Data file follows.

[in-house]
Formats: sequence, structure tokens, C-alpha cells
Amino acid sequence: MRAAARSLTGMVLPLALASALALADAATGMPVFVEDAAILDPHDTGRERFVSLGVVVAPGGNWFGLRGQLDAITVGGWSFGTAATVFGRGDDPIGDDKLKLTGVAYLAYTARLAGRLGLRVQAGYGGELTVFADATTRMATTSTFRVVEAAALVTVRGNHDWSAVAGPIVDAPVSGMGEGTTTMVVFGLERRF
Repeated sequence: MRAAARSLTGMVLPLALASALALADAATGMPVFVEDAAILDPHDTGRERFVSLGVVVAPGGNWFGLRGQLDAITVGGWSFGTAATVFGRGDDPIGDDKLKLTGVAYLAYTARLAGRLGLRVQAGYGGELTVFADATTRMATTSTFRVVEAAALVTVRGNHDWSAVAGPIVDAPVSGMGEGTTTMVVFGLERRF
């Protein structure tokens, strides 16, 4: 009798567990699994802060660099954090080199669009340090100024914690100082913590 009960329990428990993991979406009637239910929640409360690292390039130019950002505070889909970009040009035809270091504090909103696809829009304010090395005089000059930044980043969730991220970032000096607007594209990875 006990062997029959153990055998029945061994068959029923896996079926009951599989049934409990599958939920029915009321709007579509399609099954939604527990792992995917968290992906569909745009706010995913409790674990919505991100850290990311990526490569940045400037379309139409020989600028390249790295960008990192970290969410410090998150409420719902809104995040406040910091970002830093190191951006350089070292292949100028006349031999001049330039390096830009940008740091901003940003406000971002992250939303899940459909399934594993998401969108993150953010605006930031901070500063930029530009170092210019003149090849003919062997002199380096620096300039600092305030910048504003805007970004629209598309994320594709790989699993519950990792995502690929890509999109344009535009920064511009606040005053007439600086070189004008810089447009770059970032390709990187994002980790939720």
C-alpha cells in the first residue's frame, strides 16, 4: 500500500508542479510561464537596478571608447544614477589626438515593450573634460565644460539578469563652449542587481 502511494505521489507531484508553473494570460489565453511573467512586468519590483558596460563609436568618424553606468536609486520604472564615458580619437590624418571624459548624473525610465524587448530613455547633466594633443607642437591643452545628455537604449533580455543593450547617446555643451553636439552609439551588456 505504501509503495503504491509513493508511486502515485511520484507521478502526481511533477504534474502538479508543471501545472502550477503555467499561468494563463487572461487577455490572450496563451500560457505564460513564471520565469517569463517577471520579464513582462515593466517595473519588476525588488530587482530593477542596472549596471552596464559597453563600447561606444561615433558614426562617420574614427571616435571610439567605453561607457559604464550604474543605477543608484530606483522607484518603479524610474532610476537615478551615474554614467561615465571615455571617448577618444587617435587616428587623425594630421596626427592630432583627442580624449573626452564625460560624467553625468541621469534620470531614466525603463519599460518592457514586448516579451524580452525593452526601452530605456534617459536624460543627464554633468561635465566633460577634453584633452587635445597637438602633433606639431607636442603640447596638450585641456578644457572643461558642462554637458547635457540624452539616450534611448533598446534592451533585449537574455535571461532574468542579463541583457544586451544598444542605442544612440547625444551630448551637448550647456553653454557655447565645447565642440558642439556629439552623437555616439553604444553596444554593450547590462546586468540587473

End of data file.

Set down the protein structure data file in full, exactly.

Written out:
[in-house]
Formats: sequence, structure tokens, C-alpha cells
Amino acid sequence: MRAAARSLTGMVLPLALASALALADAATGMPVFVEDAAILDPHDTGRERFVSLGVVVAPGGNWFGLRGQLDAITVGGWSFGTAATVFGRGDDPIGDDKLKLTGVAYLAYTARLAGRLGLRVQAGYGGELTVFADATTRMATTSTFRVVEAAALVTVRGNHDWSAVAGPIVDAPVSGMGEGTTTMVVFGLERRF
Repeated sequence: MRAAARSLTGMVLPLALASALALADAATGMPVFVEDAAILDPHDTGRERFVSLGVVVAPGGNWFGLRGQLDAITVGGWSFGTAATVFGRGDDPIGDDKLKLTGVAYLAYTARLAGRLGLRVQAGYGGELTVFADATTRMATTSTFRVVEAAALVTVRGNHDWSAVAGPIVDAPVSGMGEGTTTMVVFGLERRF
């Protein structure tokens, strides 16, 4: 009798567990699994802060660099954090080199669009340090100024914690100082913590 009960329990428990993991979406009637239910929640409360690292390039130019950002505070889909970009040009035809270091504090909103696809829009304010090395005089000059930044980043969730991220970032000096607007594209990875 006990062997029959153990055998029945061994068959029923896996079926009951599989049934409990599958939920029915009321709007579509399609099954939604527990792992995917968290992906569909745009706010995913409790674990919505991100850290990311990526490569940045400037379309139409020989600028390249790295960008990192970290969410410090998150409420719902809104995040406040910091970002830093190191951006350089070292292949100028006349031999001049330039390096830009940008740091901003940003406000971002992250939303899940459909399934594993998401969108993150953010605006930031901070500063930029530009170092210019003149090849003919062997002199380096620096300039600092305030910048504003805007970004629209598309994320594709790989699993519950990792995502690929890509999109344009535009920064511009606040005053007439600086070189004008810089447009770059970032390709990187994002980790939720």
C-alpha cells in the first residue's frame, strides 16, 4: 500500500508542479510561464537596478571608447544614477589626438515593450573634460565644460539578469563652449542587481 502511494505521489507531484508553473494570460489565453511573467512586468519590483558596460563609436568618424553606468536609486520604472564615458580619437590624418571624459548624473525610465524587448530613455547633466594633443607642437591643452545628455537604449533580455543593450547617446555643451553636439552609439551588456 505504501509503495503504491509513493508511486502515485511520484507521478502526481511533477504534474502538479508543471501545472502550477503555467499561468494563463487572461487577455490572450496563451500560457505564460513564471520565469517569463517577471520579464513582462515593466517595473519588476525588488530587482530593477542596472549596471552596464559597453563600447561606444561615433558614426562617420574614427571616435571610439567605453561607457559604464550604474543605477543608484530606483522607484518603479524610474532610476537615478551615474554614467561615465571615455571617448577618444587617435587616428587623425594630421596626427592630432583627442580624449573626452564625460560624467553625468541621469534620470531614466525603463519599460518592457514586448516579451524580452525593452526601452530605456534617459536624460543627464554633468561635465566633460577634453584633452587635445597637438602633433606639431607636442603640447596638450585641456578644457572643461558642462554637458547635457540624452539616450534611448533598446534592451533585449537574455535571461532574468542579463541583457544586451544598444542605442544612440547625444551630448551637448550647456553653454557655447565645447565642440558642439556629439552623437555616439553604444553596444554593450547590462546586468540587473